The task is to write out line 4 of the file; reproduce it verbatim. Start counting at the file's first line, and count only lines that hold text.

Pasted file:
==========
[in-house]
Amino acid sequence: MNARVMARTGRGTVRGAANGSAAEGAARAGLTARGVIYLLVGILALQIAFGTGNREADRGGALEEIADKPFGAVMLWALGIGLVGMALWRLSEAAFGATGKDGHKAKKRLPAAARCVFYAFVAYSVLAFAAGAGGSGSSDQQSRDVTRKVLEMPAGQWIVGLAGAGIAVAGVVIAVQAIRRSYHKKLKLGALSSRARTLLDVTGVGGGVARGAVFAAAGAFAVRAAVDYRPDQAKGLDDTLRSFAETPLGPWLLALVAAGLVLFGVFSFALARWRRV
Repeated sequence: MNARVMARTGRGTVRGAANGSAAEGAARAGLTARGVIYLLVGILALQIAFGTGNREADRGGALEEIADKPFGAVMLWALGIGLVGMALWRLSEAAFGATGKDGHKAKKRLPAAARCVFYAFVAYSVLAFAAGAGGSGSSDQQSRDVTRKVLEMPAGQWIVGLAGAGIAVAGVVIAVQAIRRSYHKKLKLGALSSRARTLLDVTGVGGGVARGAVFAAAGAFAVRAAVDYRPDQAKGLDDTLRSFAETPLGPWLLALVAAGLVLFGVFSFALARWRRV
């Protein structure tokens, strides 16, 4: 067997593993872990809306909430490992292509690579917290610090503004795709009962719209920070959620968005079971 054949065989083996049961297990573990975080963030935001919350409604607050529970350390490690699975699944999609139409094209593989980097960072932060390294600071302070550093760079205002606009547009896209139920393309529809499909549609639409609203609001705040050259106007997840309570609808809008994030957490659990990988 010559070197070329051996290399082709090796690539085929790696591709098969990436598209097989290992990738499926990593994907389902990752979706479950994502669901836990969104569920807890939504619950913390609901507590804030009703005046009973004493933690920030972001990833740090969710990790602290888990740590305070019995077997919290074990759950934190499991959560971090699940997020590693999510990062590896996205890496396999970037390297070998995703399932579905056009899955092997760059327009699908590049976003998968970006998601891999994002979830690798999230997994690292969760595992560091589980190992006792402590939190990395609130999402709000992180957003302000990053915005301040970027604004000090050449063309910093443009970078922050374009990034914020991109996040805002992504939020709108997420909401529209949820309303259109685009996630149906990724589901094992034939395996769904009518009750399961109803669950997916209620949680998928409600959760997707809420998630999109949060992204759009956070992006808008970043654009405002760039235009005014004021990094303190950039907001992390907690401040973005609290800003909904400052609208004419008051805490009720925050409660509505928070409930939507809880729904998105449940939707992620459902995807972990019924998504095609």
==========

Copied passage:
């Protein structure tokens, strides 16, 4: 067997593993872990809306909430490992292509690579917290610090503004795709009962719209920070959620968005079971 054949065989083996049961297990573990975080963030935001919350409604607050529970350390490690699975699944999609139409094209593989980097960072932060390294600071302070550093760079205002606009547009896209139920393309529809499909549609639409609203609001705040050259106007997840309570609808809008994030957490659990990988 010559070197070329051996290399082709090796690539085929790696591709098969990436598209097989290992990738499926990593994907389902990752979706479950994502669901836990969104569920807890939504619950913390609901507590804030009703005046009973004493933690920030972001990833740090969710990790602290888990740590305070019995077997919290074990759950934190499991959560971090699940997020590693999510990062590896996205890496396999970037390297070998995703399932579905056009899955092997760059327009699908590049976003998968970006998601891999994002979830690798999230997994690292969760595992560091589980190992006792402590939190990395609130999402709000992180957003302000990053915005301040970027604004000090050449063309910093443009970078922050374009990034914020991109996040805002992504939020709108997420909401529209949820309303259109685009996630149906990724589901094992034939395996769904009518009750399961109803669950997916209620949680998928409600959760997707809420998630999109949060992204759009956070992006808008970043654009405002760039235009005014004021990094303190950039907001992390907690401040973005609290800003909904400052609208004419008051805490009720925050409660509505928070409930939507809880729904998105449940939707992620459902995807972990019924998504095609």